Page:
Saturday, December 15, 2007
A Must Read Piece
By Nir Rosen
".....Hajj's forces responded by indiscriminately bombarding the camp in the name of the war on terror, and the Lebanese public rallied 'round.
Palestinians had once again become Lebanon's scapegoats, victims of a land in which they have long faced slaughter and discrimination. Attacking them may be personally risky, but it's also often good politics; the assassinated general's boss, army commander Gen. Michel Suleiman, is poised to become Lebanon's next president. Suleiman isn't the first army commander to punish the Palestinians, and he won't be the first president to do so, either. Between 1958 and 1964, President Fuad Shehab created an elaborate, ruthless secret-service network to monitor the Palestinian camps. During his 1970-76 reign, President Suleiman Franjieh clashed militarily with Palestinian factions, even using the air force to bomb a neighborhood thought to be pro-Palestinian. I've heard followers of assassinated president-elect Bashir Gemayel, whose Maronite Christian militia massacred Palestinians in 1976, brag that he was stopped at a checkpoint in the early years of the country's 1975-90 civil war with a trunk full of the skulls of dead Palestinians. Even today, the Lebanese opposition's preferred candidate for president is Michel Aoun, a Christian retired general who also participated in the 1976 killings......
When about 1,000 families finally passed through the checkpoints, to the jeers of soldiers and demonstrators, they found only destruction. Every single home, building, apartment and shop that I saw had been destroyed. Most buildings had been burned from the inside; the signs of the flammable liquids that the soldiers had used were scorched on the walls, and empty fuel canisters were strewn on the floors. Ceilings and walls were riddled with bullets, shot from inside, seemingly for sport. Most homes that I saw had been emptied of furniture, appliances, sinks, toilets, televisions and refrigerators. Most shockingly, soldiers had defecated in kitchens and bedrooms, on plates, bowls, pots and mattresses; they had urinated into olive-oil jars.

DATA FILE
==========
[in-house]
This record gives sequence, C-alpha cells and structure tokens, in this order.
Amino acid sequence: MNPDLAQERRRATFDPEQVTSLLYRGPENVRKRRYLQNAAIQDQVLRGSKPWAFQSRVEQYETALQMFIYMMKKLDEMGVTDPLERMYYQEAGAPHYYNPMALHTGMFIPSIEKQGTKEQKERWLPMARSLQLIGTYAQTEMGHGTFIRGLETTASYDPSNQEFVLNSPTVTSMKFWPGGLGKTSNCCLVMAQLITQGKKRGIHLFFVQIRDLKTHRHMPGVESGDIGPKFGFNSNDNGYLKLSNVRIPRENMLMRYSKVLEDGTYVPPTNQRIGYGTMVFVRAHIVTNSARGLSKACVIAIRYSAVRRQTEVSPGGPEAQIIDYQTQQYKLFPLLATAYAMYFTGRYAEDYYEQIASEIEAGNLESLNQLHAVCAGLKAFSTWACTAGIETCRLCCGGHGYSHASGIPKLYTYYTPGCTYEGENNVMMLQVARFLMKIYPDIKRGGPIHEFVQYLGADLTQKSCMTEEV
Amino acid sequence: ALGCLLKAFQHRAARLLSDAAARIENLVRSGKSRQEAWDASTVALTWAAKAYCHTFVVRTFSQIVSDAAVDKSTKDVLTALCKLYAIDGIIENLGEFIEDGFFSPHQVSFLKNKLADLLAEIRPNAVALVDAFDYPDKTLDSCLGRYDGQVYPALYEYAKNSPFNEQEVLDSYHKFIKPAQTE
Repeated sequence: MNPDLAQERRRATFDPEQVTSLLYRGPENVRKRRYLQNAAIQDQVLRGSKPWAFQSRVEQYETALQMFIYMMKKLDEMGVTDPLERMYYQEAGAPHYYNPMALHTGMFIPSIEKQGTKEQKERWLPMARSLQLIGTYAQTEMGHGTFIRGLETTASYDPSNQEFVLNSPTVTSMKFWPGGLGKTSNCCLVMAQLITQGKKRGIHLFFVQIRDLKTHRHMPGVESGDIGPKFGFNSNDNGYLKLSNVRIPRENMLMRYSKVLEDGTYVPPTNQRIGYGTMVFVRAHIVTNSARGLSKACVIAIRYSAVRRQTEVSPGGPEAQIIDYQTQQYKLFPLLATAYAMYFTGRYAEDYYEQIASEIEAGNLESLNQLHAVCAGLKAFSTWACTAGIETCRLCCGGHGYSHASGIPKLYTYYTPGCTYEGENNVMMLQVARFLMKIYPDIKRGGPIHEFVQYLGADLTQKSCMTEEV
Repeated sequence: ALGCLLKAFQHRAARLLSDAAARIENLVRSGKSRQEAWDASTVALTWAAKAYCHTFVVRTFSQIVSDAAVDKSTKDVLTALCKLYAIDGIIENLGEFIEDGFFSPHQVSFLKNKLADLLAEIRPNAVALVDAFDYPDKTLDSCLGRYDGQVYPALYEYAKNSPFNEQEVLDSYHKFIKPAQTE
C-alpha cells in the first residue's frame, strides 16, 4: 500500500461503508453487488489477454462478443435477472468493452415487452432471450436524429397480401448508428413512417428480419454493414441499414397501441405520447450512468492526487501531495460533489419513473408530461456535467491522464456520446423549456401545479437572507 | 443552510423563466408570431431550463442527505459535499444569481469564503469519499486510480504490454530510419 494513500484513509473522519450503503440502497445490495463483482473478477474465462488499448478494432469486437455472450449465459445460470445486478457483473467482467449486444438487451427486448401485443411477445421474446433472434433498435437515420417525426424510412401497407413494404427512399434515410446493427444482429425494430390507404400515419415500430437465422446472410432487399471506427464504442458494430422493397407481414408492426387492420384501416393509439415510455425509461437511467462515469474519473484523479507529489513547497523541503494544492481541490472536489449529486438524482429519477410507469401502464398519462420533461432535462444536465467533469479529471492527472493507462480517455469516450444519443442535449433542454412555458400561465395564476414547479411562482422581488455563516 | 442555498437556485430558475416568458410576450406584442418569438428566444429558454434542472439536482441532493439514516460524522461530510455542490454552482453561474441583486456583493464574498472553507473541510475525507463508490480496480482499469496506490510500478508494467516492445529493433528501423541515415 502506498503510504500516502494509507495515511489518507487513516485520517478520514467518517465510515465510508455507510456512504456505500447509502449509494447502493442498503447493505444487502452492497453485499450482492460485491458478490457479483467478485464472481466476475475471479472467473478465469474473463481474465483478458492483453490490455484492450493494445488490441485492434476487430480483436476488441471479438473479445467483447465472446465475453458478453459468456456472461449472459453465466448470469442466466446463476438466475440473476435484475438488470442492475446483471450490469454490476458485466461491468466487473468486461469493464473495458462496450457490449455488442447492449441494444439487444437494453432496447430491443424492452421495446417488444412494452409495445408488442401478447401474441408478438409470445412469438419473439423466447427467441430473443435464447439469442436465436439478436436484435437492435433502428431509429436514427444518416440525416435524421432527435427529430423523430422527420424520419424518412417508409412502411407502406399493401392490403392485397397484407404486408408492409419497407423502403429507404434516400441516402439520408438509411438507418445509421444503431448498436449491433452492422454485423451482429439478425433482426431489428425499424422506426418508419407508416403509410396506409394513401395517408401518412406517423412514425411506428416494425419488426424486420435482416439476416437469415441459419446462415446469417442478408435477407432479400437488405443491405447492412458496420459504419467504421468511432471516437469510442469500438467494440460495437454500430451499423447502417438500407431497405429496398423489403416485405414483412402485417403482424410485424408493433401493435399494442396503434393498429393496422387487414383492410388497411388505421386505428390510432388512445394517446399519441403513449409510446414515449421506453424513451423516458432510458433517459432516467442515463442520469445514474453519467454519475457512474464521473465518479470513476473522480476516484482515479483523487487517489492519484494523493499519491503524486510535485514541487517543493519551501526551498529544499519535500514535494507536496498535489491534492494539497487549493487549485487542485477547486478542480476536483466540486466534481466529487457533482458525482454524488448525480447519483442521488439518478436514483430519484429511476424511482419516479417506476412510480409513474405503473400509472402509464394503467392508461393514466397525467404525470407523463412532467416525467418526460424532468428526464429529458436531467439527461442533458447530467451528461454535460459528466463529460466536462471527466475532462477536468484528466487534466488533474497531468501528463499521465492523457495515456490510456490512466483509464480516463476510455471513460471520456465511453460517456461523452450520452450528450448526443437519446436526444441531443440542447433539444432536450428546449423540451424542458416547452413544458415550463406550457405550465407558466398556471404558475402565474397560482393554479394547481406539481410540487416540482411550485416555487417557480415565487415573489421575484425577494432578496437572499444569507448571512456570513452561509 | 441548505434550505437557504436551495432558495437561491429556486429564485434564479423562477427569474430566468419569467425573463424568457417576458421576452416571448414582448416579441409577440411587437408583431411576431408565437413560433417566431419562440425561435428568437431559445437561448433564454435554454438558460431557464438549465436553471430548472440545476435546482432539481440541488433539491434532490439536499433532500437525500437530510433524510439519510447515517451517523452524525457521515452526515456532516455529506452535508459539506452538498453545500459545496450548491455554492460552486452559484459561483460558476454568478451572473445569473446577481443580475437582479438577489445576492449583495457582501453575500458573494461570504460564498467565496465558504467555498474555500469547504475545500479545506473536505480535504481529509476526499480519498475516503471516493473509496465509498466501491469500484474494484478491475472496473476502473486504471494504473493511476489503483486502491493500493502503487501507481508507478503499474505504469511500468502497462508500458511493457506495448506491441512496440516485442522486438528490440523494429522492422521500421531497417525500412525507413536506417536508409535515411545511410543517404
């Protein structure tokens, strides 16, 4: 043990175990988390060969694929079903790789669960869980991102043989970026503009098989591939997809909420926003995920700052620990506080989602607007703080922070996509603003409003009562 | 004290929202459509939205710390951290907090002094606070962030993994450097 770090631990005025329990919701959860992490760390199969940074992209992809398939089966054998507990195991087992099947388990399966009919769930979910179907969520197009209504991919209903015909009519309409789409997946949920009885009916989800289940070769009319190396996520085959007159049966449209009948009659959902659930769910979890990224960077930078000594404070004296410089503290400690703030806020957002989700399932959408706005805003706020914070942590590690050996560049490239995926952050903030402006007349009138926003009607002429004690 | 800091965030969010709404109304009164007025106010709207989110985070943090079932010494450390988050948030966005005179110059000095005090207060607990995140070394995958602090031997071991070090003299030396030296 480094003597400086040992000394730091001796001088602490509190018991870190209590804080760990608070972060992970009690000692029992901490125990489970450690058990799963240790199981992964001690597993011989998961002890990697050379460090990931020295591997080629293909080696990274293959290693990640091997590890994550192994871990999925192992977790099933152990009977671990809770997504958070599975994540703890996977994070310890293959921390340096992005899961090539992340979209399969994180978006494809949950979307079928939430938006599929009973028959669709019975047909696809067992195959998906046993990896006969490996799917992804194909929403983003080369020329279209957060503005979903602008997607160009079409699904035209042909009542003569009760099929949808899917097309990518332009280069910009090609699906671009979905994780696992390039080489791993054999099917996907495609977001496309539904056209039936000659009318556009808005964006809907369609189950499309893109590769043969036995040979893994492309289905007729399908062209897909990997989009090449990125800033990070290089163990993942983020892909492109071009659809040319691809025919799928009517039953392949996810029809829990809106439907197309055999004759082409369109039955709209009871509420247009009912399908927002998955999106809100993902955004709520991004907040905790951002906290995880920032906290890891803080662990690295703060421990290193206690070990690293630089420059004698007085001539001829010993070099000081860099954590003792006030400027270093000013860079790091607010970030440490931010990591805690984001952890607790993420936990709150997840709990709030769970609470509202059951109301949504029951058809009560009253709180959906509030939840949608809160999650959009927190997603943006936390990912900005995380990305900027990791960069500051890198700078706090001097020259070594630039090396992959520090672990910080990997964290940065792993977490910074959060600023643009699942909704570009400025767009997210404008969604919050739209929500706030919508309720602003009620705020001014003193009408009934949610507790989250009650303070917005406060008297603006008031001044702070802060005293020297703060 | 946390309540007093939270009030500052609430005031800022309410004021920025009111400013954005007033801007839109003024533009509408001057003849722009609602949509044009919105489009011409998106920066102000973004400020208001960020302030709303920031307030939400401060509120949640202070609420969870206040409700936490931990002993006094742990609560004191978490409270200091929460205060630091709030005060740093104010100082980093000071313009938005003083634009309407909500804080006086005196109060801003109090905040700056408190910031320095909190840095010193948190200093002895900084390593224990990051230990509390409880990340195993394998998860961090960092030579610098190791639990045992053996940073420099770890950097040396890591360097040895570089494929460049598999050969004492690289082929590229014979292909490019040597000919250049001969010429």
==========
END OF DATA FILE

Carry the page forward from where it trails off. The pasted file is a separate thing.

The media were not permitted in, and most Lebanese outlets ignored or denied the outrages. When I managed to slip inside, I was shocked by the scope of the damage. The buildings were crumpled, windows broken, electrical wiring yanked out, water pumps destroyed, generators stolen or shot up. All the gold jewelry had been stolen, as had been the cash that so many Palestinians had stored in their bedrooms. Insulting graffiti were scrawled on the charred walls, as were threats, signed by various Lebanese army units. Every car in the camp that I saw had been burned, shot or crushed by tanks or bulldozers. The ruination had been strikingly personal; I saw photo albums that had been torn to shreds. Palestinians told me that they had seen their belongings on sale in the main outdoor market in Tripoli.
Like all institutions in Lebanon, the army is sectarian, a fact that helps explain the devastation. Most of the soldiers fighting in Nahr al-Bared had been Sunnis from northern Lebanon; the Sunnis had once seen Palestinian militias as friendly, but now they blamed the Palestinians for the outsiders of Fatah al-Islam and unleashed their fury on the camp. By contrast, refugees told me, Shiite soldiers from the south had been far kinder and more supportive after the fighting......."